Now this is a story all about how one Philadelphian’s life got flipped, turned upside down and I’d like to take a minute, just sit right there, I’ll tell you how Jabari Banks became the Fresh Prince of Bel-Air.
In a Zoom call posted online Tuesday, Philly native Will Smith surprised West Philly resident Jabari Banks with the news that he’s been tapped to play the iconic role Smith made famous in an upcoming dramatic reboot of The Fresh Prince of Bel-Air.
“What’s up, Philly? What’s up, Philly?” Smith asked Banks, as he appeared on a split screen with the young actor to deliver the good news.
Wearing an ironic college T-shirt reading “HARVERD” while sitting in front of a closet full of clothes, Banks promised Smith he was “so ready” to play the part. Banks even revealed that he once convinced a group of friends in high school to dress up as the cast of The Fresh Prince with him.
“This is a dream come true. You don’t know,” Banks said. “You probably do know. You feel it.....the show has impacted me and my life. It’s going to be an incredible experience.”
While Banks was not born and raised in West Philadelphia (his social media accounts indicate he’s a native of Atlanta and went to high school at Riverside Baptist School in Upper Marlboro, Md.), he does have family here and attended the University of the Arts in Center City, where he graduated with a bachelor’s degree in musical theater last year.
Justin Luján, program director for acting at the University of the Arts, said Banks is a “jack of all trades.”
“He sings, he dances, he acts, he raps, and he plays basketball, which is what got him this role,” he said. “And in that way, he’s like Will Smith.”
Luján worked closely with Banks on an independent study project and for the university’s Los Angeles showcase in 2020, where students performed scenes, songs, and monologues at the Matrix Theatre for an audience filled with agents, casting offices, directors, and producers.
“He has an ease to his acting that’s very fun to watch,” Luján said. “There’s definitely dynamism to what he does.”
As a result of that showcase, Banks was signed by Frontline Management and The Kohner Agency, according to Luján.
Craig Dorfman, Banks’ manager and a longtime friend of Luján’s, said he met Banks while teaching a class at the University of the Arts in 2019 and encountered him again when he directed the L.A. showcase last year.
“I said to Justin, ‘That kid’s going to be a star.’ He has the personality and the swagger,” Dorfman said. “I knew from the minute I met him that he was the next Will Smith. That’s what I kept saying.”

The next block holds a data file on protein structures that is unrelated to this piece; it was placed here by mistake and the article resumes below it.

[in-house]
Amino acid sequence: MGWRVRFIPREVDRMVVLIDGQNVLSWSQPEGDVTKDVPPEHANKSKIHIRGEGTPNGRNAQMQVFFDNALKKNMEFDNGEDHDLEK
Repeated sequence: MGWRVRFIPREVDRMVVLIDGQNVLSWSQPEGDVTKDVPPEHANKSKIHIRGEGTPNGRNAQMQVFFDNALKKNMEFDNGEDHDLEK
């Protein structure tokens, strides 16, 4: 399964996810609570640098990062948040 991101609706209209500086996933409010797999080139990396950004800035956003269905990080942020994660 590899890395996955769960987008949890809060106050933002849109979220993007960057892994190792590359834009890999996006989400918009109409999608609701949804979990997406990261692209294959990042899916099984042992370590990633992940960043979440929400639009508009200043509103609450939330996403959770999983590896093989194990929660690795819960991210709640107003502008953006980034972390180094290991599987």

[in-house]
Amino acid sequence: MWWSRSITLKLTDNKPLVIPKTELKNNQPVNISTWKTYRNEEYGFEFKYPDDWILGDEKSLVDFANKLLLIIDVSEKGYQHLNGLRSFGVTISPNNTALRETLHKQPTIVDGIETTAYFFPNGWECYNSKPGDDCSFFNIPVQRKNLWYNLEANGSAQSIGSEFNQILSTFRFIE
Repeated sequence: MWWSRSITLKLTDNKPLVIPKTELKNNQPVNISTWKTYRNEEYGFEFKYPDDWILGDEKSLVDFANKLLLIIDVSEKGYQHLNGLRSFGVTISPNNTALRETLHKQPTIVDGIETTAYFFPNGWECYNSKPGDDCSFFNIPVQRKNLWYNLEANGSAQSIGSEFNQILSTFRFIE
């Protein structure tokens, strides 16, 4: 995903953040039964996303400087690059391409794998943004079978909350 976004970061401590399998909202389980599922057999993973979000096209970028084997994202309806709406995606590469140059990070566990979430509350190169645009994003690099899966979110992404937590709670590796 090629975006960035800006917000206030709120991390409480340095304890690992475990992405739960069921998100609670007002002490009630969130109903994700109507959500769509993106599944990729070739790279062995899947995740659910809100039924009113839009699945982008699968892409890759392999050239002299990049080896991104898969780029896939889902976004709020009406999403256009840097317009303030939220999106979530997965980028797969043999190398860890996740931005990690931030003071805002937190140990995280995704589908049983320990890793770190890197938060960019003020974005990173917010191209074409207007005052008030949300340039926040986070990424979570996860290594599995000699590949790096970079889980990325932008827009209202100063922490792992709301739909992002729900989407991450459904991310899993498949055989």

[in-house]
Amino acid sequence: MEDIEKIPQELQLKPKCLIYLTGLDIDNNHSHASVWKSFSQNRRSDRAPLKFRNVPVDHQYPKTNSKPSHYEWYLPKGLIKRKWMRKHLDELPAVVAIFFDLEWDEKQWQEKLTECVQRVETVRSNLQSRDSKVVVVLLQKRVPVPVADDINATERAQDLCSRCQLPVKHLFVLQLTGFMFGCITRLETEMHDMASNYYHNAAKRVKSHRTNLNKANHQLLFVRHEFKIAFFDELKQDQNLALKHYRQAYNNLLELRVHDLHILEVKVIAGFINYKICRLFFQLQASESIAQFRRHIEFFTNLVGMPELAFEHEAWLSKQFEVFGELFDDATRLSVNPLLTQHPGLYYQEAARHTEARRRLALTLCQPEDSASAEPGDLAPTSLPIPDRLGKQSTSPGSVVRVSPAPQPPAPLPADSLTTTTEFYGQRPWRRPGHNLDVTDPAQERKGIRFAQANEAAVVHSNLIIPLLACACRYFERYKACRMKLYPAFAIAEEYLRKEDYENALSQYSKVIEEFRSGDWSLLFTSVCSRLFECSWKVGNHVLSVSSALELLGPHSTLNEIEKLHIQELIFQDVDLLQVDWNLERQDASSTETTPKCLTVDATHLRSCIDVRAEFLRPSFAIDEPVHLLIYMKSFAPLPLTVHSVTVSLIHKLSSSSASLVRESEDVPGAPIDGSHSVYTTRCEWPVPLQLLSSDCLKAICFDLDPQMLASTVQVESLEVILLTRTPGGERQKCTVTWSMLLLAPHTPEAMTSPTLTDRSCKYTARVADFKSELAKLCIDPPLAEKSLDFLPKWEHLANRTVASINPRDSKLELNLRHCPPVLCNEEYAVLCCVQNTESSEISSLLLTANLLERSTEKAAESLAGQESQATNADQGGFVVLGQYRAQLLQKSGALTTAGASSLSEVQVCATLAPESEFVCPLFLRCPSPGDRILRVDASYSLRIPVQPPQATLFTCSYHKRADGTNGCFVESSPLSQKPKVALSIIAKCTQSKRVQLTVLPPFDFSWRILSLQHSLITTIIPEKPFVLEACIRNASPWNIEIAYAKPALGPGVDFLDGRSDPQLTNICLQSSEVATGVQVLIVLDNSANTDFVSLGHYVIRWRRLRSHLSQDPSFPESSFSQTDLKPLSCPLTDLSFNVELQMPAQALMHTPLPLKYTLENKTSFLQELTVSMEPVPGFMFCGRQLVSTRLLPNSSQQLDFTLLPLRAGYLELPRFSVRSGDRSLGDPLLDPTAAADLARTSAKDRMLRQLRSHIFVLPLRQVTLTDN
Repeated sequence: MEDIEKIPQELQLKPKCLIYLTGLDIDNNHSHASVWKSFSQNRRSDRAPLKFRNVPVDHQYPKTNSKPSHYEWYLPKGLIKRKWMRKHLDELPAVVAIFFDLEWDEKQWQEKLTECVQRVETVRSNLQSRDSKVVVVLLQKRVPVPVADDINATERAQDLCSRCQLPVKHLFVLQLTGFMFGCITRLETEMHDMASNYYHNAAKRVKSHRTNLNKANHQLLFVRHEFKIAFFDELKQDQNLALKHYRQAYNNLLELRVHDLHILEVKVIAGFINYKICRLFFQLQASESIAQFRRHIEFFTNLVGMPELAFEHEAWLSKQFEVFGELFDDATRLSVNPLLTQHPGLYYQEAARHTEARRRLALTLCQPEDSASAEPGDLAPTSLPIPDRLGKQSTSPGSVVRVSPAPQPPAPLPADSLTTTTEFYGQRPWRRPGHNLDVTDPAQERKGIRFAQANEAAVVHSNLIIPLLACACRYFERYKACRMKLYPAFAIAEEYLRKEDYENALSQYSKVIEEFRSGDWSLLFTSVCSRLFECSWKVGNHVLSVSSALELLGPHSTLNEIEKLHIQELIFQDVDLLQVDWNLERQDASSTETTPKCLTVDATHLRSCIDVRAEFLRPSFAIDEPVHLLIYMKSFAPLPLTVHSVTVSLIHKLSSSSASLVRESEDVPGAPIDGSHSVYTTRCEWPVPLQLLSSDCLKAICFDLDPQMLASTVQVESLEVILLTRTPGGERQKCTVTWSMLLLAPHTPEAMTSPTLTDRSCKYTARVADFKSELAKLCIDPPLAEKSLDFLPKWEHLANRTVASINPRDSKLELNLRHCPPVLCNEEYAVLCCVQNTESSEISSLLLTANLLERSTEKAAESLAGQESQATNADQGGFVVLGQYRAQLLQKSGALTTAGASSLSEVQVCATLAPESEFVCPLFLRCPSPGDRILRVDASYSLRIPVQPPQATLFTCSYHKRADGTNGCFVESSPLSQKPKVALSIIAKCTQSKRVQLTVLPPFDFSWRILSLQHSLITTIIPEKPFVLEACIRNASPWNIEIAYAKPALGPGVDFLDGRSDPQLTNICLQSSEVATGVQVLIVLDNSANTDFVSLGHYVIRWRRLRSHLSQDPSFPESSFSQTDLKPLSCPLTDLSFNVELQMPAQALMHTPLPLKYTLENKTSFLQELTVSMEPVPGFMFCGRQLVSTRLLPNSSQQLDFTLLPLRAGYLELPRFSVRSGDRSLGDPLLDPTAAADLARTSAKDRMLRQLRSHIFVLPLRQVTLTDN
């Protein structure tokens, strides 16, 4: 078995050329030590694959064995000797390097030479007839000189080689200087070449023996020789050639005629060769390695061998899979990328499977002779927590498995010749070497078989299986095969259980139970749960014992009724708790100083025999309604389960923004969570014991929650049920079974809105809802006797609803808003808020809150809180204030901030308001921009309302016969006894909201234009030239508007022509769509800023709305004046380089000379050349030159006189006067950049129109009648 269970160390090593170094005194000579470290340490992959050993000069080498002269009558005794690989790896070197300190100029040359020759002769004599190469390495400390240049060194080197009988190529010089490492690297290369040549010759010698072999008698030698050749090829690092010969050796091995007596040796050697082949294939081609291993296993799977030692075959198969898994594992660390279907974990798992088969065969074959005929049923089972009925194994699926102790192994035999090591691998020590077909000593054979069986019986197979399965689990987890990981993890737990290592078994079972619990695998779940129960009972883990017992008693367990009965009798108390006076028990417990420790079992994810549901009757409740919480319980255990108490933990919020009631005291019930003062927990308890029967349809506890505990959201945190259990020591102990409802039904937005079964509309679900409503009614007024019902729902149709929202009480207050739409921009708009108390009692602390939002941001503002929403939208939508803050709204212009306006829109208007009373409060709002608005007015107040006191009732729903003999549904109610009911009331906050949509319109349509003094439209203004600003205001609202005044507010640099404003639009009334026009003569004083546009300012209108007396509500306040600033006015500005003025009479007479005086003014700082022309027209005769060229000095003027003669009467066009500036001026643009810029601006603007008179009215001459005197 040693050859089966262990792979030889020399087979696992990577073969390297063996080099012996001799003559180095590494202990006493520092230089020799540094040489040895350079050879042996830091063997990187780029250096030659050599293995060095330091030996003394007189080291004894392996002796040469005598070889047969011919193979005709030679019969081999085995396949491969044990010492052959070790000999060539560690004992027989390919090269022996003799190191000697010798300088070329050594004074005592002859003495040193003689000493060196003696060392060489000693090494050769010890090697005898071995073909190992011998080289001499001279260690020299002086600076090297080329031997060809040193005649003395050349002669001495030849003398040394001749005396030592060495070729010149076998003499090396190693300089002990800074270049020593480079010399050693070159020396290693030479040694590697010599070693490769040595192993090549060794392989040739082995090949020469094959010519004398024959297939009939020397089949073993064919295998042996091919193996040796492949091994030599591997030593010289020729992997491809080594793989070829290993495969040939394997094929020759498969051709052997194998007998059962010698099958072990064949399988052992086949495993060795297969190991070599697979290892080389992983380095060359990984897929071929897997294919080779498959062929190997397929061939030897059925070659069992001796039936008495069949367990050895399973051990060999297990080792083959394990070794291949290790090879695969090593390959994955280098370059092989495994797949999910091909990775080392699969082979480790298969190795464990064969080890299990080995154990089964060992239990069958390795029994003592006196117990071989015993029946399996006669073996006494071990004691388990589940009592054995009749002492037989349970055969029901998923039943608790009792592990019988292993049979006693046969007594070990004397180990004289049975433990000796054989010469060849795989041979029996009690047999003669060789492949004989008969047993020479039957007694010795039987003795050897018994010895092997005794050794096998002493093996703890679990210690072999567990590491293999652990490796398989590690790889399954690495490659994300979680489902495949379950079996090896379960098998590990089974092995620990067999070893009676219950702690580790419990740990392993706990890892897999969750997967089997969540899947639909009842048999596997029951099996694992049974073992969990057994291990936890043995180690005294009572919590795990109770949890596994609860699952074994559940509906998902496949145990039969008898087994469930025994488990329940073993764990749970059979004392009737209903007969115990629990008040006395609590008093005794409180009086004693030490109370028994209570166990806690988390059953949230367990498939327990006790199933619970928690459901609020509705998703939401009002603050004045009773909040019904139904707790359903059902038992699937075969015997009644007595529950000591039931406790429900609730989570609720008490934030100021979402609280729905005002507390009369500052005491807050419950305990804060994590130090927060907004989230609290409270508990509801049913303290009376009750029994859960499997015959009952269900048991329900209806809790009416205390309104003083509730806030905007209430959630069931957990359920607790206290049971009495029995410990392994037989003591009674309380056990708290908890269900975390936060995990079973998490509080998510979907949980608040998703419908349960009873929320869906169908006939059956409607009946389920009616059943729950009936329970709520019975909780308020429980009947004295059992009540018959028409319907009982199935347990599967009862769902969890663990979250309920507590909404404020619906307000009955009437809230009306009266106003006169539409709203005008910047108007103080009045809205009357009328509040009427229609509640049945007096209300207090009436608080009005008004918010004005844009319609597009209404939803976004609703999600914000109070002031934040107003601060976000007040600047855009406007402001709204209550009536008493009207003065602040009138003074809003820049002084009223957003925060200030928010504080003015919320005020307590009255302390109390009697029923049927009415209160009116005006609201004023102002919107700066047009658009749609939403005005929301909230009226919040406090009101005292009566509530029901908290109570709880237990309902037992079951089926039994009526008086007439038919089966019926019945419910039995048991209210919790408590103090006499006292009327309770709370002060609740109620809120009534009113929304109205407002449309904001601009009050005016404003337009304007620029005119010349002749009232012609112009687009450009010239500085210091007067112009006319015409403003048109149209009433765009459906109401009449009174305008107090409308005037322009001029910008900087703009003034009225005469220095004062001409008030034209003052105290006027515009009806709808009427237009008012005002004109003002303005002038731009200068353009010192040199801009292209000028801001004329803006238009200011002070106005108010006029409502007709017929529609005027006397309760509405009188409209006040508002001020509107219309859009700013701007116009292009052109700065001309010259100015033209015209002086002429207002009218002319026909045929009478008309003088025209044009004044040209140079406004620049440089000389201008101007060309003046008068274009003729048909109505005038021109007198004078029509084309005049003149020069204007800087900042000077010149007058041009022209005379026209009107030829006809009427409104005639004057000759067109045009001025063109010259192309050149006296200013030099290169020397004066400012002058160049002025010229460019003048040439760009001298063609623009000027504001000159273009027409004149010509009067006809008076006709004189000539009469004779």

“He’s only been out of school a year-and-a-half and in that year-and-a-half we’ve been in a pandemic,” he said.
According to Dorfman, all of Banks’ auditions for the role were done over video, save for one in-person meeting in Philly with the show’s creator and director.
“We had a long audition process and he had a lot of great competition, but in the end, Philadelphia wins,” Dorfman said.
Luján said watching Smith deliver the good news to Banks on video was “hugely monumental.”
“I mean, it’s bananas!” he said.
While taking on such an iconic role comes with a lot of pressure, Luján believes Banks is the kind of actor who can handle it.
“He has the chutzpah to pull it off,” he said. “It’s interesting because it’s not necessarily the same show. There’s room for him to create his own character based on the original.”
Titled simply Bel-Air, the reboot of the beloved ‘90s comedy is based on a three-minute trailer written, filmed, and directed by Morgan Cooper that was released in March 2019 and has more than 6.8 million views.
“What would happen if Will Smith made The Fresh Prince today? Bel-Air, a story of a kid from Philly whose life got turned upside-down … in 2019. A fan-made film,” Cooper captioned the clip on YouTube.
In the trailer, the character of Will is playing basketball with guys in Joel Embiid and Free Meek shirts, when he gets in one not-so-little fight on the court that results in cops rushing to the scene. When police find a gun in Will’s backpack, it’s the final straw for his mom.
“You are carrying a gun on the streets to protect yourself? I’ve done my best Will. It’s time for a change,” she says. “You’re going to Bel-Air to live with your uncle and your auntie.”
Once in Bel-Air, Will has to contend with his strict Uncle Phil and his Republican cousin Carlton who is definitely not going do a silly dance to lighten the mood anytime soon.
“Why don’t you go back to Philly. Born and raised, right?” Carlton says as he gets up in Will’s face.
Other familiar characters in this Fresh Prince multiverse include Aunt Viv, cousin Hillary, and “Jazz,” who introduces himself to Will in a record store by saying “Yo, you must be from Philly.”
In a September 2020 video, Smith announced that Peacock — the streaming service for NBCUniversal — ordered two seasons of Bel-Air based on the trailer and a pitch. In the video, Cooper said this will be a show “that’s really going to surprise people in the best way possible.”
“We’re really going to peel back the layers of these iconic characters and explore this world in a really unforgettable way,” he said.
In the video, Smith — who is an executive producer on the new series — said that in the early days of filming The Fresh Prince of Bel-Air, he was “as wildly fearless and creative as I have ever been.”
“There was a level of reckless abandon that I’ve been dying to try and find again over the last like four or five years of my life,” he said.
Dorfman said the show will film in Philly and Los Angeles, but a release date has not yet been set.
As to how Banks was able to stay so composed during his surprise Zoom call with Smith, you can just chalk that up to good acting.
“Inside he was screaming,” Dorfman said.